While the real issue is that over half of all instructors should be fired for incompetency, the next best take-away, is dealing with horizontal trim for all skills, along with never allowing vertical treading of water in a class, and as this post relates to the "Octopus Conundrum", too many instructors have no sense of gear configuration--good or bad....dangling octopuses are typically the fault of the bad instructor.....See the horror:
  7. BCSGratefulDiver

    BCSGratefulDiver Mental toss flycoon ScubaBoard Supporter

    # of Dives: 2,500 - 4,999
    Location: On the Fun Side of Trump's Wall
    First off, my students are rarely behind me ... if I can't see them it's tough to evaluate what they're doing. When we're doing static drills, I'm facing them ... when we're doing dynamic drills, my positioning depends entirely on what it is I'm evaluating. I may be above them, behind them, or to the side of them ... but if I'm in front of them I'm facing the student and back-kicking so I can see what they're doing. If you're "leading", and need to get out of trim in order to see your students I'd recommend re-evaluating why you're putting yourself in that position in the first place ... particularly if you're talking about OW students, since your standards dictate that you be in "control" of your students at all times.

    It appears we have a different idea of what good instruction is too ...

    ... Bob (Grateful Diver)
    danvolker likes this.
  8. Eric Sedletzky

    Eric Sedletzky Great White

    # of Dives: 500 - 999
    Location: Santa Rosa, CA
    Sometimes I like to do goofy stuff like do my safety stop laying face up perfectly flat with my hands behind my head and my feet crossed like I'm laying in a lounger or hammock. I blow air exhaust smoke rings and I like to look up at the receding kelp stalks and how the sunlight lights up the leaves on the surface making them a brilliant golden Amber color, and the sun making rays which look like light sabres. I casually raise my arm to glance at my BT like it was a watch and am reluctant to go when time is up. If I was flat face down I would miss all that.
    Is that considered out of trim?

    ---------- Post added April 20th, 2015 at 10:18 PM ----------

    I'm not laughing at all, if it works for you then dive it.

    ...But I still say muscles don't have the ability to remember things.
  9. danvolker

    danvolker Dive Shop

    # of Dives: I'm a Fish!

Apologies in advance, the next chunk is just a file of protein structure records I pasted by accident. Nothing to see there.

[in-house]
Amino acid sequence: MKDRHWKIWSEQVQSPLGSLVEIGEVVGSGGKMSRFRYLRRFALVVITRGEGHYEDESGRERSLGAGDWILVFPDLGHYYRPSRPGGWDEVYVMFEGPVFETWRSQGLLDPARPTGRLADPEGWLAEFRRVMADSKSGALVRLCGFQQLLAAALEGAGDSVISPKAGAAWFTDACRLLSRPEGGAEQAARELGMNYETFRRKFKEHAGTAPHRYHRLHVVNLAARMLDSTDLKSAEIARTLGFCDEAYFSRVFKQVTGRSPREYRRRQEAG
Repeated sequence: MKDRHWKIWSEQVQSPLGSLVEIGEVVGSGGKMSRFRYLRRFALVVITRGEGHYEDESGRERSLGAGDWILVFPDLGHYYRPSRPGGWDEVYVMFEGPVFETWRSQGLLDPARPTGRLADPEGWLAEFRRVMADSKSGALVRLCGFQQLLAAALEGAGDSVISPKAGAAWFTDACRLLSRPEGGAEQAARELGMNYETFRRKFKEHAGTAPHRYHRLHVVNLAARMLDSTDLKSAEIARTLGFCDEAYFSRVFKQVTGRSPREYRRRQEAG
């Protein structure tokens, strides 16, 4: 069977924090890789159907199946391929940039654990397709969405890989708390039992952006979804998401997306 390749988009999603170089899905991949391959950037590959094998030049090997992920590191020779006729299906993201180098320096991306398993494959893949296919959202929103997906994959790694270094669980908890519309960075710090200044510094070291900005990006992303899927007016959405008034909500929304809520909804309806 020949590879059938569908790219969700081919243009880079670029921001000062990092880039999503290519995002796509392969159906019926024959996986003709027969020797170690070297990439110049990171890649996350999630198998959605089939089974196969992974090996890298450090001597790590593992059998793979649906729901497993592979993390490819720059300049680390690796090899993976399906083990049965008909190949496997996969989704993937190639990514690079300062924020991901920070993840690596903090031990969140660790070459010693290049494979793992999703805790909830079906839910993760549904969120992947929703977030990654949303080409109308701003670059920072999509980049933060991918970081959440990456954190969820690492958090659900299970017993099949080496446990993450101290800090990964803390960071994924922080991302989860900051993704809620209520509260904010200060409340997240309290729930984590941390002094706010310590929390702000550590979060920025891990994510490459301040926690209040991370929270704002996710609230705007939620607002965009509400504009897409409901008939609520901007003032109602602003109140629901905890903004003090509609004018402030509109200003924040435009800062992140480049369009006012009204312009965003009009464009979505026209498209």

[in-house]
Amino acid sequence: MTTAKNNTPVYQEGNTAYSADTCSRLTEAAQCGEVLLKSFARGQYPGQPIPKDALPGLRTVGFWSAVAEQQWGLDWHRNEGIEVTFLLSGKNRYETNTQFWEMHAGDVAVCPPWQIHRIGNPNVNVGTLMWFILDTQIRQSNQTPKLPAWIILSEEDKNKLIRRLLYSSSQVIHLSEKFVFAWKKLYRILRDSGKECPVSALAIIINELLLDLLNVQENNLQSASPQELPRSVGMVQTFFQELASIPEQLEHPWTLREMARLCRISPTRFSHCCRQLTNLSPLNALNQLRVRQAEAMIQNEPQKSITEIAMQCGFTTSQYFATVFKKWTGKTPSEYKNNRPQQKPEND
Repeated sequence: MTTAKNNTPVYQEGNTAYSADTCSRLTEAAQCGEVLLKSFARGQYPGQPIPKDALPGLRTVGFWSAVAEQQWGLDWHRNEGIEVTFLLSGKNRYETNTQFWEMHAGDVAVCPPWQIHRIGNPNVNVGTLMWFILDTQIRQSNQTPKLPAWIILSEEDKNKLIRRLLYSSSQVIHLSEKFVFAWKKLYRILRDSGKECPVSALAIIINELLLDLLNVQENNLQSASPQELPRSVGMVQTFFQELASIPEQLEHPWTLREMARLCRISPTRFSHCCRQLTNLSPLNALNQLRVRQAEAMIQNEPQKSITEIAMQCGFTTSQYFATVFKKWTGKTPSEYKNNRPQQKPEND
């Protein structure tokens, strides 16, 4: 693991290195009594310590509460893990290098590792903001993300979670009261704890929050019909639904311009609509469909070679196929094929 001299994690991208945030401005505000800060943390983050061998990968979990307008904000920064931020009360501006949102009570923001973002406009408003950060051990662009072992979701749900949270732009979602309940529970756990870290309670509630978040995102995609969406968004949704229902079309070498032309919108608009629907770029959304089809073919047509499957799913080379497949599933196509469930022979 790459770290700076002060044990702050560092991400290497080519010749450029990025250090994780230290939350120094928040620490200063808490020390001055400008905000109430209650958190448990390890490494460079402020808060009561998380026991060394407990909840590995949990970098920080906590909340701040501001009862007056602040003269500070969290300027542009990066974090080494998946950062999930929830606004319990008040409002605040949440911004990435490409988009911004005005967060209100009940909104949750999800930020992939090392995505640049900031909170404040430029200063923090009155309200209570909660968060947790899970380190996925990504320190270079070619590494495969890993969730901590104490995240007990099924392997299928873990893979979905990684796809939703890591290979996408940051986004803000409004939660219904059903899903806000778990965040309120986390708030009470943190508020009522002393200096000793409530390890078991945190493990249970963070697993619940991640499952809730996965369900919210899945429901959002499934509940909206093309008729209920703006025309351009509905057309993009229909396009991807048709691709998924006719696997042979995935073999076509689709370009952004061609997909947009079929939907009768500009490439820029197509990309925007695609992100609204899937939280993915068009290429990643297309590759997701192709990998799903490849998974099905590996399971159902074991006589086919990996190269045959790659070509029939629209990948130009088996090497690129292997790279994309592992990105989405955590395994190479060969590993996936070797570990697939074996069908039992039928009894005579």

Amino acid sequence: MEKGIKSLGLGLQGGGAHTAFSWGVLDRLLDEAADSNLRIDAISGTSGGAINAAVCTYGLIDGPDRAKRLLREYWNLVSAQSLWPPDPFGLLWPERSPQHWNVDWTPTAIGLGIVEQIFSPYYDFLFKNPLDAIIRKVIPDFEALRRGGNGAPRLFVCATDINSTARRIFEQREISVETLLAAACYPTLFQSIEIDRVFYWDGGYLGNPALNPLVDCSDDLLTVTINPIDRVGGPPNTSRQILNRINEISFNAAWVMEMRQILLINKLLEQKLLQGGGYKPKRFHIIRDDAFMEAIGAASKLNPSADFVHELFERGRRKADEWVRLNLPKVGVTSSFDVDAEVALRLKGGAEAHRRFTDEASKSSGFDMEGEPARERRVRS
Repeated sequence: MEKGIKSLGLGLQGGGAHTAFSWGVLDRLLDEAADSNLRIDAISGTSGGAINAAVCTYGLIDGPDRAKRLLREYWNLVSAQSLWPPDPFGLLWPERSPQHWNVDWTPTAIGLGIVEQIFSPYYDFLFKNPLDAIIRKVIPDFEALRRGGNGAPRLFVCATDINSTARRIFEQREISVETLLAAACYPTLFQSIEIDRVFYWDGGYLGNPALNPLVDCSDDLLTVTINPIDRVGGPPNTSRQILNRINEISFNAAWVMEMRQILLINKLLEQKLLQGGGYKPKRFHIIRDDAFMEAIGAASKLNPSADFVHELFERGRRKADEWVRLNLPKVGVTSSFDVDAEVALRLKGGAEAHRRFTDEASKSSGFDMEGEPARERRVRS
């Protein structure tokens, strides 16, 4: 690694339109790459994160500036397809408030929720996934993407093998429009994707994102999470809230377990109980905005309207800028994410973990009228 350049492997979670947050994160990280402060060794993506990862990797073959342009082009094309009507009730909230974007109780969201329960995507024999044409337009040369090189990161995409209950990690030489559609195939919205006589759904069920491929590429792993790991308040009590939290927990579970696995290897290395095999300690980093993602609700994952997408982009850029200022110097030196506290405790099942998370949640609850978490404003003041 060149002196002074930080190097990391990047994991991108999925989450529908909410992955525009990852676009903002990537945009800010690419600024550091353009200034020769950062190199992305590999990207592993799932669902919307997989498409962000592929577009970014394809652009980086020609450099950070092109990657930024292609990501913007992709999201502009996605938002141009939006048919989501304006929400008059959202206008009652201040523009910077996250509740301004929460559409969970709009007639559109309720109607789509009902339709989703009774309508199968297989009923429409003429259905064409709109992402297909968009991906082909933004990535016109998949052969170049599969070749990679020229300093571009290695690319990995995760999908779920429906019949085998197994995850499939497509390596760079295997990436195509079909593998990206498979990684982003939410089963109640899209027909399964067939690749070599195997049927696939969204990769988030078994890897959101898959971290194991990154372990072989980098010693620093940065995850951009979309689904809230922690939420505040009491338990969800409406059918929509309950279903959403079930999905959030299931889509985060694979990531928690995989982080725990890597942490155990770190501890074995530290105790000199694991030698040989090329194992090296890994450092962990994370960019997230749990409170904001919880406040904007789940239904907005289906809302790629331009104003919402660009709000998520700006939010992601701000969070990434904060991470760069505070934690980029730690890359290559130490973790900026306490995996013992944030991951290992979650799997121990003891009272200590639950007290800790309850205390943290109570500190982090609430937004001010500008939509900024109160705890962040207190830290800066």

Location: Lake Worth, Florida, United States
    Personally. I am going to say that trim is important , "when you are swimming some place, and you want to get there efficiently, and or you don't want to silt up the bottom".

    If you are NOT trying to get anywhere, and you are no where near the bottom, and you are not doing a team based deco stop --and not really even required to do a safety stop because you have just done a light recreational dive.....then trim is not really relevant. Trim is like "performance drive" for a sports car, or "4 wheel drive" for an SUV or Jeep....

    There are divers that want to be in trim at all moments throughout a dive, much like Runway models that want to look good at all times for the paparazzi.

    I can't say it's wrong, but once you have totally solid trim and propulsion skills, I would say be in trim when you should be, and not when you don't need to be.
    As inane as this sounds, there are plenty that think it is a cardinal sin to be out of trim, ever.
    I think that has more to do with the horrifically bad trim ( when these divers should have been in trim) that was so common in the 90's and up to a few years ago....and now is still a bit of an issue among many dive instructors that should know better. It could be that some divers want to be sure that no one would ever mistake them for the horrifically bad trimmed and rototilling crowd of divers...and maybe they go a bit overboard with this....:)
  10. archer1960

    archer1960 Manta Ray

    # of Dives: 50 - 99
    Location: Southern New England, USA
    Yeah. To me being in trim means that your weight and buoyancy are such that you can position yourself any way you want in the water without needing to exert any effort to stay there. If you want to be horizontal, then you are, and you can hover without moving. If you want to do a headstand, you can, again with no motion required. My basic OW instructor did exactly that, in order to demonstrate proper buoyancy and trim. He would lay on his side facing us in mid-water, or look back at us following him by turning head-down vertically in the water. It made us realize just what what possible with proper skills.
    C P likes this.